1-Benzylpiperazine (BZP) is one of a small group of benzyl-substituted piperazines, but a much larger group comprises the phenylpiperazines (see Tables 1 and 2 on EMCDDA webpage). Despite claims by some tablet and capsule suppliers that they are herbal products, piperazine and its derivatives are synthetic substances that do not occur naturally. The large-scale misuse of certain piperazine derivatives (often known as ‘party pills’) started in New Zealand several years ago, but became common in Europe only after 2004. BZP is a central nervous system (CNS) stimulant with around 10 % of the potency of d-amphetamine. Neither BZP nor any other substituted piperazine is listed in the Schedules of the United Nations 1971 Convention on Psychotropic Substances, although several members of this family have been proposed for critical review by WHO in 2009. Following a risk assessment by Europol and the EMCDDA in 2007, a Council Decision of 2008 introduced controls on BZP in the European Union.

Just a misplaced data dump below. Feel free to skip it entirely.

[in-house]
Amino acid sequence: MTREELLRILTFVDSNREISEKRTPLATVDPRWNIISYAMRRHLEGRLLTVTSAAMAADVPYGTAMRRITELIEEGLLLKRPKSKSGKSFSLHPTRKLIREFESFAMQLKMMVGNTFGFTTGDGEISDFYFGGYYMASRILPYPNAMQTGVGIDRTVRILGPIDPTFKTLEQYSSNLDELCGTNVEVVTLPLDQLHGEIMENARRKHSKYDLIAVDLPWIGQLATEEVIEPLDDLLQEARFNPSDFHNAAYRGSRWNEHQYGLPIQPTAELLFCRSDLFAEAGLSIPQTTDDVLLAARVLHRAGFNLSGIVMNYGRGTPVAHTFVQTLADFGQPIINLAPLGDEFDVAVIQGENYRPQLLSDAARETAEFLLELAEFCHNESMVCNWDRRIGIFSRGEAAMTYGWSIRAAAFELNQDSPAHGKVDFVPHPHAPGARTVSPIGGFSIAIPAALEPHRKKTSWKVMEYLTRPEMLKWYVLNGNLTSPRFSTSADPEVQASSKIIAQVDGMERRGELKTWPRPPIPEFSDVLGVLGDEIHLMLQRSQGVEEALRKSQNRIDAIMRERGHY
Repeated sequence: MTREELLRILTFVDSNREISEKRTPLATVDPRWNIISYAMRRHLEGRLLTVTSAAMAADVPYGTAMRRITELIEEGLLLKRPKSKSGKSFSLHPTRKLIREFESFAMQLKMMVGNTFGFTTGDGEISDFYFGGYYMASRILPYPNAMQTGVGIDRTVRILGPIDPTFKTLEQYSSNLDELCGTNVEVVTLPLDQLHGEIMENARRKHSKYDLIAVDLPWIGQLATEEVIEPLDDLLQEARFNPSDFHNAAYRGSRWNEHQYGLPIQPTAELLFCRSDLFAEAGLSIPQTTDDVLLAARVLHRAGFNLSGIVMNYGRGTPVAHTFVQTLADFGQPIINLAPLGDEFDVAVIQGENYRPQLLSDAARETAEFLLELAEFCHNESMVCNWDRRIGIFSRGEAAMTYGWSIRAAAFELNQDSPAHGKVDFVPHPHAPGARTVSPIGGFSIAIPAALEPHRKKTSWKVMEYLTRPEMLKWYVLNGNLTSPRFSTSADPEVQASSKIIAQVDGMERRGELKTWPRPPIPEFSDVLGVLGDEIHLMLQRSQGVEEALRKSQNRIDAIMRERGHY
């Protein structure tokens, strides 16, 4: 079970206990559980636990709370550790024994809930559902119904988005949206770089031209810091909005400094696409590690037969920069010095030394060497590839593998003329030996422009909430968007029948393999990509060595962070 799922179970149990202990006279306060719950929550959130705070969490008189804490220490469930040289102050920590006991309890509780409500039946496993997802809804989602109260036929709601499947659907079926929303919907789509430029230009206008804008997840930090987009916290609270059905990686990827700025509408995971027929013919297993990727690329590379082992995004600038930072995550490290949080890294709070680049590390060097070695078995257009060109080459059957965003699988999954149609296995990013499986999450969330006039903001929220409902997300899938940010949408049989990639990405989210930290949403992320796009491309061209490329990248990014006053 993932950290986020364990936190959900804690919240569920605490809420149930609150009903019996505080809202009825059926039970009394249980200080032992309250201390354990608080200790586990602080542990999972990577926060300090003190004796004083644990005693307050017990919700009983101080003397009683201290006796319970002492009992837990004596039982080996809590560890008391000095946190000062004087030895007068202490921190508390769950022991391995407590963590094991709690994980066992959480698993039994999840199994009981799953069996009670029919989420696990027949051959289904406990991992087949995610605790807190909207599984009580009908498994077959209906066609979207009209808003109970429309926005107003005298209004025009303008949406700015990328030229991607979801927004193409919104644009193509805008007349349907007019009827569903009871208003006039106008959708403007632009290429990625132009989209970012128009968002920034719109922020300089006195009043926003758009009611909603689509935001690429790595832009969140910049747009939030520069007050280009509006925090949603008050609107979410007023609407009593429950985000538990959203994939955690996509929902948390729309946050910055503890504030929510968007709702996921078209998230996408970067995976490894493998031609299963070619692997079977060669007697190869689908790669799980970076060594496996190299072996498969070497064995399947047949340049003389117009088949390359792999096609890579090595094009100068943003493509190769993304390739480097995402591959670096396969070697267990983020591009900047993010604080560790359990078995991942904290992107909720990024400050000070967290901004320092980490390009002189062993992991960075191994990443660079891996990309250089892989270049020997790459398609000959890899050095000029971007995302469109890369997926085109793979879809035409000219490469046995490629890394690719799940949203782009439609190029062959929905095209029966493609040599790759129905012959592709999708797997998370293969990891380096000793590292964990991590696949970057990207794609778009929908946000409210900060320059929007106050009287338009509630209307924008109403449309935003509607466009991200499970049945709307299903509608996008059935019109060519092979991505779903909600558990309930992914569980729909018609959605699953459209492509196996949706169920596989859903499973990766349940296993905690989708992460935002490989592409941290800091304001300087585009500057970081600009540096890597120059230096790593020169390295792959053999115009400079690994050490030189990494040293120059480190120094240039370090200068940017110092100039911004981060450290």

One of the phenylpiperazines, 1-(3-chlorophenyl)piperazine (mCPP), has been even more widespread than BZP. By 2006, it was estimated that almost 10 % of illicit tablets sold in the EU, as part of the illicit ecstasy market, contained mCPP. At the end of 2008 and beginning of 2009, this percentage seems to have increased up to 50% in some Member States. However, because mCPP is used as a starting material for the synthesis of several antidepressant drugs (e.g. trazodone), it could not be subjected to formal risk assessment under the terms of the Council Decision 2005/387/JHA of 2005 on the information exchange, risk assessment and control of new psychoactive substances. Apart from mCPP, the next most commonly-found substituted piperazine was 1-(3-trifluoromethyl-phenyl)piperazine (TFMPP), although it was nearly always seen in combination with BZP. Other mixtures of piperazine derivatives became common during 2008, but most consisted of variations of BZP, TFMPP, mCPP and DBZP, sometimes mixed with other substances such as amphetamine, cocaine, ketamine and MDMA.
For more information on this substance see the EMCDDA webpage on BZP and other piperazinesEMCDDA Drug profiles glossary